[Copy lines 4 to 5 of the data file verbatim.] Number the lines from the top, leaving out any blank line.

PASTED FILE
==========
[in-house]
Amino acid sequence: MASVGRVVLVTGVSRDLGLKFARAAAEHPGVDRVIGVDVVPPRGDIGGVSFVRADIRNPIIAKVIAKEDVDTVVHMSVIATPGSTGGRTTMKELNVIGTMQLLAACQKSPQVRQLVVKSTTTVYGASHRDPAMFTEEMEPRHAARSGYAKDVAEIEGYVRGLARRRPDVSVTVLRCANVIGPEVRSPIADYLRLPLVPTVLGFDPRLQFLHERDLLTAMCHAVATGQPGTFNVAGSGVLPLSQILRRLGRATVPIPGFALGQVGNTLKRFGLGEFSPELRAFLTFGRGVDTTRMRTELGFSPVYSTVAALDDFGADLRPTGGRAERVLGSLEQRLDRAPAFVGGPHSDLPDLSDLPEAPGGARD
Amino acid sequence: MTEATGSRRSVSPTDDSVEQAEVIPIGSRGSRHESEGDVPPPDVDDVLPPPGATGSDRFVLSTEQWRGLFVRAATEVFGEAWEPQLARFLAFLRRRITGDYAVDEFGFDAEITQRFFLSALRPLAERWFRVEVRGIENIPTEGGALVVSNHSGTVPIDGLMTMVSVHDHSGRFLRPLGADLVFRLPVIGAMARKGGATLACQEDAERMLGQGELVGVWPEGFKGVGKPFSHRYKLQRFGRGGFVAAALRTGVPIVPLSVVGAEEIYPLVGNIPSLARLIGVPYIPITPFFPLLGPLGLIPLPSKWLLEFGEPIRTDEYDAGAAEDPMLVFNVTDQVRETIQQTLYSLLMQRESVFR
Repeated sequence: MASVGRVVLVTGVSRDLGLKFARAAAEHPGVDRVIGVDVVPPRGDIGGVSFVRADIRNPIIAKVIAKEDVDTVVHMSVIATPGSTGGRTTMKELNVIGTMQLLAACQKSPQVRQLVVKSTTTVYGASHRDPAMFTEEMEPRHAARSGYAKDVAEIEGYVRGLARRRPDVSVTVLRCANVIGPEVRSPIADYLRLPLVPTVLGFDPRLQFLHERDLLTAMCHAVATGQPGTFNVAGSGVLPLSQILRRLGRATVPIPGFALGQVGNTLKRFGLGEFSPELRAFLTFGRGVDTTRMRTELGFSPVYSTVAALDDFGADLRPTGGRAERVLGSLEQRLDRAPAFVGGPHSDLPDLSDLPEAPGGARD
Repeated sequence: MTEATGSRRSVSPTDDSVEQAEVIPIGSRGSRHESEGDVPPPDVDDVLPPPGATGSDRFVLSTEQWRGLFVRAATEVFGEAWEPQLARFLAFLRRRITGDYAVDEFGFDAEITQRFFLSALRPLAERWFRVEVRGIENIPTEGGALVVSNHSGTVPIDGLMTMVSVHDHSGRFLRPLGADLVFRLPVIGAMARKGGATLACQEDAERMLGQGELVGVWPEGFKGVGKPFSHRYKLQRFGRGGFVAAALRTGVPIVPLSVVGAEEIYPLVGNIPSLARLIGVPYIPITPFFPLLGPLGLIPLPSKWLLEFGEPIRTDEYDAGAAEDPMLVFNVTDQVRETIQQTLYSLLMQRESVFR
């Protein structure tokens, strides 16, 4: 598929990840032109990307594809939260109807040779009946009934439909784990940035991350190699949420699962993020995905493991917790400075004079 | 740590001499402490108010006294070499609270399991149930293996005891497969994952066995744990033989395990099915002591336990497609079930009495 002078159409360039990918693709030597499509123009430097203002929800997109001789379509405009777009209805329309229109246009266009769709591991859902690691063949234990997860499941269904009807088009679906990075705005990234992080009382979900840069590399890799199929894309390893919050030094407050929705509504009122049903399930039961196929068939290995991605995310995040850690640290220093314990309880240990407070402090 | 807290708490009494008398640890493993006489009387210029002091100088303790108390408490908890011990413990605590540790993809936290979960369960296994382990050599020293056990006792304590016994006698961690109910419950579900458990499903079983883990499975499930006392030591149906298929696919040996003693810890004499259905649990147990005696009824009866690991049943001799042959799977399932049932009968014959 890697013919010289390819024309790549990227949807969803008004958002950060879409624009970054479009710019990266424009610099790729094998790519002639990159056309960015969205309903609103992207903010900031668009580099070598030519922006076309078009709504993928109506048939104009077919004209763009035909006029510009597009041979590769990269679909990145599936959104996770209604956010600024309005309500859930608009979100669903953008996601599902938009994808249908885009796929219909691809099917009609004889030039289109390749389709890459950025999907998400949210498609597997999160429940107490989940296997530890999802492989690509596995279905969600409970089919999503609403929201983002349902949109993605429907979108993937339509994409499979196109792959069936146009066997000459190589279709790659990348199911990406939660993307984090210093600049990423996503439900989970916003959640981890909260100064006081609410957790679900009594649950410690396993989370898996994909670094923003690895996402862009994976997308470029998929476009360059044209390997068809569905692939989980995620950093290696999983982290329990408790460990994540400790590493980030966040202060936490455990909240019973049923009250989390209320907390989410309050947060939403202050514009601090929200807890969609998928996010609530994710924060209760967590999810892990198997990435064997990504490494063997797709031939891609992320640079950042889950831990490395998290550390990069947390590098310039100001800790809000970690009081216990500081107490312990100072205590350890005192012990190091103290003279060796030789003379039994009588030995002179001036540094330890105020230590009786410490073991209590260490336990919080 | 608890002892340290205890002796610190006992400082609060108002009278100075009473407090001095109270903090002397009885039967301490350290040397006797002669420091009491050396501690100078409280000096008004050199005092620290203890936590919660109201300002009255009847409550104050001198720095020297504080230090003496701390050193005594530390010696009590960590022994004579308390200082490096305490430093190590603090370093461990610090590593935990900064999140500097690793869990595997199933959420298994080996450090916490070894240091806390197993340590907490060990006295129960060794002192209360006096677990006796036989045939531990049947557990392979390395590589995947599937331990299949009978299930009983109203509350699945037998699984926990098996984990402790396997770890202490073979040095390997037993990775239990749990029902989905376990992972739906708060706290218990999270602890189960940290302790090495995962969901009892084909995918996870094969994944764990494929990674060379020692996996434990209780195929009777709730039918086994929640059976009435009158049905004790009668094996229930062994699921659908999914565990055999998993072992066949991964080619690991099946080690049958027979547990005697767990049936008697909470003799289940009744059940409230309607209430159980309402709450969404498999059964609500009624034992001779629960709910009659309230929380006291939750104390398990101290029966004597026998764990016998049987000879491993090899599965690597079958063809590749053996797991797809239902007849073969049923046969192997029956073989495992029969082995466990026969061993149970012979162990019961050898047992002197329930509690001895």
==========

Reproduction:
Repeated sequence: MASVGRVVLVTGVSRDLGLKFARAAAEHPGVDRVIGVDVVPPRGDIGGVSFVRADIRNPIIAKVIAKEDVDTVVHMSVIATPGSTGGRTTMKELNVIGTMQLLAACQKSPQVRQLVVKSTTTVYGASHRDPAMFTEEMEPRHAARSGYAKDVAEIEGYVRGLARRRPDVSVTVLRCANVIGPEVRSPIADYLRLPLVPTVLGFDPRLQFLHERDLLTAMCHAVATGQPGTFNVAGSGVLPLSQILRRLGRATVPIPGFALGQVGNTLKRFGLGEFSPELRAFLTFGRGVDTTRMRTELGFSPVYSTVAALDDFGADLRPTGGRAERVLGSLEQRLDRAPAFVGGPHSDLPDLSDLPEAPGGARD
Repeated sequence: MTEATGSRRSVSPTDDSVEQAEVIPIGSRGSRHESEGDVPPPDVDDVLPPPGATGSDRFVLSTEQWRGLFVRAATEVFGEAWEPQLARFLAFLRRRITGDYAVDEFGFDAEITQRFFLSALRPLAERWFRVEVRGIENIPTEGGALVVSNHSGTVPIDGLMTMVSVHDHSGRFLRPLGADLVFRLPVIGAMARKGGATLACQEDAERMLGQGELVGVWPEGFKGVGKPFSHRYKLQRFGRGGFVAAALRTGVPIVPLSVVGAEEIYPLVGNIPSLARLIGVPYIPITPFFPLLGPLGLIPLPSKWLLEFGEPIRTDEYDAGAAEDPMLVFNVTDQVRETIQQTLYSLLMQRESVFR